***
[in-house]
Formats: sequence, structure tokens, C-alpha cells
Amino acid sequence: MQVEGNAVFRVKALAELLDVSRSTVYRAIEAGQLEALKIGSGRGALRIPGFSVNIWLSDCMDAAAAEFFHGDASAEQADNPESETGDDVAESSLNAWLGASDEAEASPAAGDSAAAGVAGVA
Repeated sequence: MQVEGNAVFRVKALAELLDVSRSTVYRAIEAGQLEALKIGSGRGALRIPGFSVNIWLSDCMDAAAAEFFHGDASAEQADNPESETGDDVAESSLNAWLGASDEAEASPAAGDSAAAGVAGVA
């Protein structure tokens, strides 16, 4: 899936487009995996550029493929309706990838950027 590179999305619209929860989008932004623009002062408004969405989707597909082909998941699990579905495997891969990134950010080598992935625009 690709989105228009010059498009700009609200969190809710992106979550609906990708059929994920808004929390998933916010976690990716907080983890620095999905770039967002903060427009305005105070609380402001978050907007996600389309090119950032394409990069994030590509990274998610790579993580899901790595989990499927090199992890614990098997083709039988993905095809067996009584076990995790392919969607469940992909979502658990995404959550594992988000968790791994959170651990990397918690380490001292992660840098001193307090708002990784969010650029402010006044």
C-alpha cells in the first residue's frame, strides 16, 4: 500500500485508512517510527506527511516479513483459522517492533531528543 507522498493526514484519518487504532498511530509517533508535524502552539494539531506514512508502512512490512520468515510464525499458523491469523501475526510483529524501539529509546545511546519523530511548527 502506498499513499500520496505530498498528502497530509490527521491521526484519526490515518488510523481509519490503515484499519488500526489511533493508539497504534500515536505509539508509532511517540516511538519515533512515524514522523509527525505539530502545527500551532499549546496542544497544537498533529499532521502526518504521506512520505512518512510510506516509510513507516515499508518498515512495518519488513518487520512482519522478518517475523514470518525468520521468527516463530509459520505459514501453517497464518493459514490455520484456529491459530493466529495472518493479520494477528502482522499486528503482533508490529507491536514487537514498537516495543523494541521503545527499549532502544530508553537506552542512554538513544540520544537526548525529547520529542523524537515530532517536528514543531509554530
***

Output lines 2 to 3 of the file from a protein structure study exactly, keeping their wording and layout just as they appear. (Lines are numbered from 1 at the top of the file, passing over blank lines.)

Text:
Formats: sequence, structure tokens, C-alpha cells
Amino acid sequence: MQVEGNAVFRVKALAELLDVSRSTVYRAIEAGQLEALKIGSGRGALRIPGFSVNIWLSDCMDAAAAEFFHGDASAEQADNPESETGDDVAESSLNAWLGASDEAEASPAAGDSAAAGVAGVA